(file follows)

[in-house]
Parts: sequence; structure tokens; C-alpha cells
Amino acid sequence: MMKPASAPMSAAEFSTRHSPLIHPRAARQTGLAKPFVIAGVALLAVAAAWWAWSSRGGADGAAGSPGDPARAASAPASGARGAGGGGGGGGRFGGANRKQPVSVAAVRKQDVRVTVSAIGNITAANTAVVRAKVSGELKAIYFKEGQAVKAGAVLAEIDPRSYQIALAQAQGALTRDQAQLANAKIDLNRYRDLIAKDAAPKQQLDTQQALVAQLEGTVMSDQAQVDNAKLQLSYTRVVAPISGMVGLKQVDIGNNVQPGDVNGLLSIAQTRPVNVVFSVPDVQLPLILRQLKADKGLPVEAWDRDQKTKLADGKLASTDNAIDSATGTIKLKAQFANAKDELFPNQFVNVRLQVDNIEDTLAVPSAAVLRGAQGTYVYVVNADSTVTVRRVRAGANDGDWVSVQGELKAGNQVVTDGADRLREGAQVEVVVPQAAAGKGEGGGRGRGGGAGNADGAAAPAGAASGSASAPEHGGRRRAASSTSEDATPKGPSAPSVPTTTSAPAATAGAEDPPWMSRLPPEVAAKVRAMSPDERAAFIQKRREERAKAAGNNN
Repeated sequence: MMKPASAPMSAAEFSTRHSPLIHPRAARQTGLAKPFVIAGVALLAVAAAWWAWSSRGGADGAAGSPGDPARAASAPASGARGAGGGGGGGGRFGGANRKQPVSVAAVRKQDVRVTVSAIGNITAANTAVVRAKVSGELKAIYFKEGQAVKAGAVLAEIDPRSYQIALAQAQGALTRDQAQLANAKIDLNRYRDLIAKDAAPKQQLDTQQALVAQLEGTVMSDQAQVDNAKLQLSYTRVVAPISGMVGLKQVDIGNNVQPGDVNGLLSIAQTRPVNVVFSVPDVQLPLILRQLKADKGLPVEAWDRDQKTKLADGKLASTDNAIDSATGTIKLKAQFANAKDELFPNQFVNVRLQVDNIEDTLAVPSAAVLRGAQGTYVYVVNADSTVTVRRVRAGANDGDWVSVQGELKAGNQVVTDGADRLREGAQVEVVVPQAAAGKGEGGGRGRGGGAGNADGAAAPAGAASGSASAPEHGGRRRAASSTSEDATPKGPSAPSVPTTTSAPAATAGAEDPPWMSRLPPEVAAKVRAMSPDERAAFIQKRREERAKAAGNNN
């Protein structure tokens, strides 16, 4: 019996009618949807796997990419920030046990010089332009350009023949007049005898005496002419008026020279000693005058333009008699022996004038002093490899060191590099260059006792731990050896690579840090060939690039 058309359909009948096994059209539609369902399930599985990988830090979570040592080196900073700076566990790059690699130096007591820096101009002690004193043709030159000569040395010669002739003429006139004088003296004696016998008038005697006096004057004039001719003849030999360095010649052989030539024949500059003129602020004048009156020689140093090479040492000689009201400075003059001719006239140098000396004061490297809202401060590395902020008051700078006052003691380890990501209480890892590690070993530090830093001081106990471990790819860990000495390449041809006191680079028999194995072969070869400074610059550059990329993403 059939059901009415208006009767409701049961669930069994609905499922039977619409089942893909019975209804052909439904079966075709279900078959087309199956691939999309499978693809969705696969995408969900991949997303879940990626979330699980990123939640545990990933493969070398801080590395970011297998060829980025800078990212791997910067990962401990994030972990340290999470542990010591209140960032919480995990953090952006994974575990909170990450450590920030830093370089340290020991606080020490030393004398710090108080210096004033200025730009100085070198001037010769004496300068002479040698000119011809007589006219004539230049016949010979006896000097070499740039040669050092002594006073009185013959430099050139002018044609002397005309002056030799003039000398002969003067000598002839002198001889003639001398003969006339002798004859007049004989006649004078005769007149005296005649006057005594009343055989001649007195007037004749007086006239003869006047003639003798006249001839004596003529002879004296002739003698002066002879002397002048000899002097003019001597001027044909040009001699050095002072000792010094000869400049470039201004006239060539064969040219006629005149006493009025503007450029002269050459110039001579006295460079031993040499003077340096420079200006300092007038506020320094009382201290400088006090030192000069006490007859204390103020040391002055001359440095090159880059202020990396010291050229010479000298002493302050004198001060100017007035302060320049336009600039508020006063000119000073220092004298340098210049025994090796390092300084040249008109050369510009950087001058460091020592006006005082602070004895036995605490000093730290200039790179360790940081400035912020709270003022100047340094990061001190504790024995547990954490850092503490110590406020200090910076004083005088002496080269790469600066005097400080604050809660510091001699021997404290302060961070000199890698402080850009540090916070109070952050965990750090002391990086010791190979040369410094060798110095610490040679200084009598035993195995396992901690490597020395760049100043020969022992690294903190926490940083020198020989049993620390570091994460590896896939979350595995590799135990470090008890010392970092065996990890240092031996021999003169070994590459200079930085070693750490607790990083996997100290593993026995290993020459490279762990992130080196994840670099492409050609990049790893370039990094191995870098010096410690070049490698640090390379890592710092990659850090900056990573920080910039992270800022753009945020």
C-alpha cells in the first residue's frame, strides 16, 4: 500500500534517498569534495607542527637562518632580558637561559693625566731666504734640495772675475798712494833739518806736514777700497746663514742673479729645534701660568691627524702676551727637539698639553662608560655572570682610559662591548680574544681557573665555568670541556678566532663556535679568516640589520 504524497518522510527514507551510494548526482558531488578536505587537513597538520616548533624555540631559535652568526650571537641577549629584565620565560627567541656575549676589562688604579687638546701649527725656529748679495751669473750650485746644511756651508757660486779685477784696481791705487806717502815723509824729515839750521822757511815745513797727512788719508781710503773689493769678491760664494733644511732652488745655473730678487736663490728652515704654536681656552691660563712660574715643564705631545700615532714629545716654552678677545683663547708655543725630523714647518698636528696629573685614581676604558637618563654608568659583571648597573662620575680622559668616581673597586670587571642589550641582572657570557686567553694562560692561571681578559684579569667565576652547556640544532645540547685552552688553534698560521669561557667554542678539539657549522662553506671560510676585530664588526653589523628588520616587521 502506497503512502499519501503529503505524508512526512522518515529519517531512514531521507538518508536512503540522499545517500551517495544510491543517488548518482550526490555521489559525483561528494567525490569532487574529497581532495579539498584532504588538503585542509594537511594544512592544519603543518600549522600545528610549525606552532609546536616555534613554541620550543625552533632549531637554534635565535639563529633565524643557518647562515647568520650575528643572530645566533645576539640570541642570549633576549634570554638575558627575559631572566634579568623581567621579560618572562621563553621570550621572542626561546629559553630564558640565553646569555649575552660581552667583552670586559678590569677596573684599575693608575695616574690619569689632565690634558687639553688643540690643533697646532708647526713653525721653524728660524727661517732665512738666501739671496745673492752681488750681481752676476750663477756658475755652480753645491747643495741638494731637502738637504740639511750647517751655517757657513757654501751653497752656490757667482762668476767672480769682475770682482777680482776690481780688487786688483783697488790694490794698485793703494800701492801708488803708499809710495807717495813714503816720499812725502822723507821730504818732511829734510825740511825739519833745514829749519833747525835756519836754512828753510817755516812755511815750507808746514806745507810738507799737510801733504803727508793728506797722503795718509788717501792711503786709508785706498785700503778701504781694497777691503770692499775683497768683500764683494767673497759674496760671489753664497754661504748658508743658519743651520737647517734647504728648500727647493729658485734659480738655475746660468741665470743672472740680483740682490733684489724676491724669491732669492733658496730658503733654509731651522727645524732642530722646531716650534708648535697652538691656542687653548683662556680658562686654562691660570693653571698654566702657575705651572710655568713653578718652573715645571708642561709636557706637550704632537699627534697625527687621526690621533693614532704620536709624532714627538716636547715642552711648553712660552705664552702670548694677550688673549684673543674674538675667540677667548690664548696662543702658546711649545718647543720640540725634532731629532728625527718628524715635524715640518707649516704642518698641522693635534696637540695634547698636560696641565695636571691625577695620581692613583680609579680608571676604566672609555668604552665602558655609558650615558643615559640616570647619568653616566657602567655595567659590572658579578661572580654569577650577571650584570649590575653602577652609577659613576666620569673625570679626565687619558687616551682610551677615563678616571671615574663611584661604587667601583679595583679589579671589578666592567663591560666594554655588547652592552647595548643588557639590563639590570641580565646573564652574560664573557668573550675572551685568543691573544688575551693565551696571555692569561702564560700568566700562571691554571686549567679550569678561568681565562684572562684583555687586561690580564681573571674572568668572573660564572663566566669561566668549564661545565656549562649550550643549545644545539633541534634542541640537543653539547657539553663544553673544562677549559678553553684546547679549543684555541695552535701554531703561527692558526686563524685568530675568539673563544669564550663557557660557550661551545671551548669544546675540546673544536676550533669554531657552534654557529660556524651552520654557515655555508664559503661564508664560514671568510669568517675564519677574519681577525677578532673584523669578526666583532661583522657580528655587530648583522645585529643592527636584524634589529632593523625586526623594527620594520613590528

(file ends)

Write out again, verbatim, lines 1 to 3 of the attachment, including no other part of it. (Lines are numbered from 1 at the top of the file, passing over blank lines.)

[in-house]
Parts: sequence; structure tokens; C-alpha cells
Amino acid sequence: MMKPASAPMSAAEFSTRHSPLIHPRAARQTGLAKPFVIAGVALLAVAAAWWAWSSRGGADGAAGSPGDPARAASAPASGARGAGGGGGGGGRFGGANRKQPVSVAAVRKQDVRVTVSAIGNITAANTAVVRAKVSGELKAIYFKEGQAVKAGAVLAEIDPRSYQIALAQAQGALTRDQAQLANAKIDLNRYRDLIAKDAAPKQQLDTQQALVAQLEGTVMSDQAQVDNAKLQLSYTRVVAPISGMVGLKQVDIGNNVQPGDVNGLLSIAQTRPVNVVFSVPDVQLPLILRQLKADKGLPVEAWDRDQKTKLADGKLASTDNAIDSATGTIKLKAQFANAKDELFPNQFVNVRLQVDNIEDTLAVPSAAVLRGAQGTYVYVVNADSTVTVRRVRAGANDGDWVSVQGELKAGNQVVTDGADRLREGAQVEVVVPQAAAGKGEGGGRGRGGGAGNADGAAAPAGAASGSASAPEHGGRRRAASSTSEDATPKGPSAPSVPTTTSAPAATAGAEDPPWMSRLPPEVAAKVRAMSPDERAAFIQKRREERAKAAGNNN